The connection between a Muslim and his Creator is paramount, requiring a constant and consistent endeavour through prayer. But our day to day lives, often replete with jobs, education and errands, can cause us to forget the immense importance of prayer.
The fact that we are locked down means we are now able to strengthen that bond with worship without the constant distractions of the world around us and to focus on what really matters. People around the world are turning to prayer as their saving grace, proven quite literally by the number of people googling ‘prayer’ skyrocketing in the month of March.
Ramadan is an intensive training course, it emphasises the performing of good deeds and the inculcation of good morals with the aim of them becoming a regular part of a person’s normal life outside of Ramadan as well.
In his Friday Sermon of 24 April 2020, His Holiness, Hazrat Mirza Masroor Ahmad, the World Head of the Ahmadiyya Muslim Community, encapsulated this philosophy beautifully when he explained the nature of a true fast:
“The fast does not only create righteousness for 30 days, rather a true fast continues to have an effect for 70 years. In this way, once fasting has become obligatory, upon an adult Muslim, one who truly takes benefit from the fast, and fasts with an understanding of its true spirit, will continue to benefit from its blessings for his entire life.”
This Ramadan, perhaps more so than any other, is allowing us to practice these morals in a controlled and familiar environment. If we can learn to adopt and keep these good morals in our microcosmic homes, then we stand a much greater chance of maintaining them when we go back out into the busy world.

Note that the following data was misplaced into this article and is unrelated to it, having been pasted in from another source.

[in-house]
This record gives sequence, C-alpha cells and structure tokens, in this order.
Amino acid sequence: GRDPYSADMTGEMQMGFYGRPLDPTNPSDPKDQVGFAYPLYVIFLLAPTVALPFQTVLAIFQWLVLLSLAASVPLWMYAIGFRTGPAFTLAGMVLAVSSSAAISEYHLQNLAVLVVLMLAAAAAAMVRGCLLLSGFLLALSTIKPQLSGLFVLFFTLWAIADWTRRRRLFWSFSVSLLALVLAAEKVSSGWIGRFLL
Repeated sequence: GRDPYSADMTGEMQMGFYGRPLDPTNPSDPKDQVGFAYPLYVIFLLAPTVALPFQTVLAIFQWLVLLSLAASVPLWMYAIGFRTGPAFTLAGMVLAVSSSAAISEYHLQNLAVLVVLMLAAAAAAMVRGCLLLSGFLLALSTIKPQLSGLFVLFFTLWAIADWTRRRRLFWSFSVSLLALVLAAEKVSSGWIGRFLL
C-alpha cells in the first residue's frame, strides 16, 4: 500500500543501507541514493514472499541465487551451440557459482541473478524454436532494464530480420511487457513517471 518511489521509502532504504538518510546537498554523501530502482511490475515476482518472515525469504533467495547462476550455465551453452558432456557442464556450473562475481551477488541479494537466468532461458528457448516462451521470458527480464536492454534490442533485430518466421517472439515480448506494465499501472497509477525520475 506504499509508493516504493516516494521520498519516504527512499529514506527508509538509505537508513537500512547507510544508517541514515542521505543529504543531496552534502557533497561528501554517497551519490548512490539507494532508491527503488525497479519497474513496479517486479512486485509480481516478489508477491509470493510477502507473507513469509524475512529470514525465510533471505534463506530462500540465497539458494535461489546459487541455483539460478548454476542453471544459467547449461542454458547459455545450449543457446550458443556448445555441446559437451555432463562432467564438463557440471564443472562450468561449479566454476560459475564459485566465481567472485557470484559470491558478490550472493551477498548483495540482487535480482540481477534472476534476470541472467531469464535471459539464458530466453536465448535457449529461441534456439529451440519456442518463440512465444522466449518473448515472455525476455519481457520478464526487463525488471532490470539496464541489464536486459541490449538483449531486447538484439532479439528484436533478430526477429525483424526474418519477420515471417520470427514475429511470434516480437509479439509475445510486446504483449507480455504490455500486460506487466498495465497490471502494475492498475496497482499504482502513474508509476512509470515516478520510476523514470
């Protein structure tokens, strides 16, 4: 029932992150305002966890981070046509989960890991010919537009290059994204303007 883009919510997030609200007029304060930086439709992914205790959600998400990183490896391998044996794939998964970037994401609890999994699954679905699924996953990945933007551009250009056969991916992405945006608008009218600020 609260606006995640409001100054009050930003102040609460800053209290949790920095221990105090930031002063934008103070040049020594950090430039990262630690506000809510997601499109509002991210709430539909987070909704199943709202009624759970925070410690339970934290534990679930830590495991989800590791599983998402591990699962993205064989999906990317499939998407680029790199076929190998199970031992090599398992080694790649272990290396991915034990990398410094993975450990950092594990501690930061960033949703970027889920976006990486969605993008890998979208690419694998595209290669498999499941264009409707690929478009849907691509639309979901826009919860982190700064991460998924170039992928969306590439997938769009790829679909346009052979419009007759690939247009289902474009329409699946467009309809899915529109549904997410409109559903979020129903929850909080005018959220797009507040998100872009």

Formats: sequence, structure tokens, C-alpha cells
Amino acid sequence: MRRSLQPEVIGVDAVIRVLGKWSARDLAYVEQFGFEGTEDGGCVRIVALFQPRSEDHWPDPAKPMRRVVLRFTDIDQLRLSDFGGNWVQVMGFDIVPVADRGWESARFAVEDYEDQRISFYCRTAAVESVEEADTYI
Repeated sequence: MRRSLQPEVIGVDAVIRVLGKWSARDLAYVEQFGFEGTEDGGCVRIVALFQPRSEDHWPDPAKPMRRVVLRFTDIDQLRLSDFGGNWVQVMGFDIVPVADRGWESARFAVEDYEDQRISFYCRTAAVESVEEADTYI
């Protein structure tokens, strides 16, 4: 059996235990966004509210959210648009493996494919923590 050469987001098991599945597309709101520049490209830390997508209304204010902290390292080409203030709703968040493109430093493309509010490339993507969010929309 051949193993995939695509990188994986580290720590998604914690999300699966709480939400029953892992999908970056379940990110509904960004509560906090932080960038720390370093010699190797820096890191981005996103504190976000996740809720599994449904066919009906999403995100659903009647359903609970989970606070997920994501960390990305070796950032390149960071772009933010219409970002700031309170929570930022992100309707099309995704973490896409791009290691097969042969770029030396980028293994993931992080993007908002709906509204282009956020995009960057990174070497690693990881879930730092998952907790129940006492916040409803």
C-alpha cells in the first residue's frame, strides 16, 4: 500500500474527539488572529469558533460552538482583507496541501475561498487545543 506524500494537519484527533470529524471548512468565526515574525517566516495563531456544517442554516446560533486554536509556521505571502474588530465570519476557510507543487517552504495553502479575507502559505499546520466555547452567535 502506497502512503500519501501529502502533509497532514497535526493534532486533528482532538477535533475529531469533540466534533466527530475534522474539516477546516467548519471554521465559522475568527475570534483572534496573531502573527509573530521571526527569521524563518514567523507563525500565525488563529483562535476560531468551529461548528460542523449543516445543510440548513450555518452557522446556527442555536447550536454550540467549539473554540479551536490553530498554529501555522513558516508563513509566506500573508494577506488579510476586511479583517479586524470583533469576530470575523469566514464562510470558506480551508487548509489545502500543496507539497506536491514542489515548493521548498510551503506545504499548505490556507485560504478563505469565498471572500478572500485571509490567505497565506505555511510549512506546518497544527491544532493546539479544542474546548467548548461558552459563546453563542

In the aforementioned Friday Sermon, Hazrat Mirza Masroor Ahmad said:
“If such people who (truly) fast are born within our community then how beautiful a community will it be, in which both the rights of God and the rights of people are fulfilled. This is the very same atmosphere of beauty which every believer wishes to create, indeed that every human wishes to create…”
These words of His Holiness, Hazrat Mirza Masroor Ahmad describe the atmosphere and environment of a society in which people safeguard the two fundamental elements of Islamic teaching: the rights of God, and the rights of man, but this is not to say that they can only be achieved by leaving the four walls of the house.
Islam agrees with sociologists in that the home is the building block of any society. It lends also to the well-known saying, ‘Charity begins at home’. In order for us to be truly ‘good’, we must first learn to be good with the people within our own families.
True, social distancing measures and isolation may not allow us to pray congregationally at the Mosque, or to open the fast with our extended friends and families, but it will allow us to reconnect with the ones closest to us instead.
Family time, something we crave and pray for all year round has now been gifted to us an early Eid gift, we would do well to accept it with open arms.
Although Covid-19 has changed the way we live our lives, our time in isolation does not have to be a negative one. We can utilise this time, to reinforce the essential lessons of Ramadan.
Ramadan in lockdown? To my Muslim brothers and sisters I say – let’s make the best of it!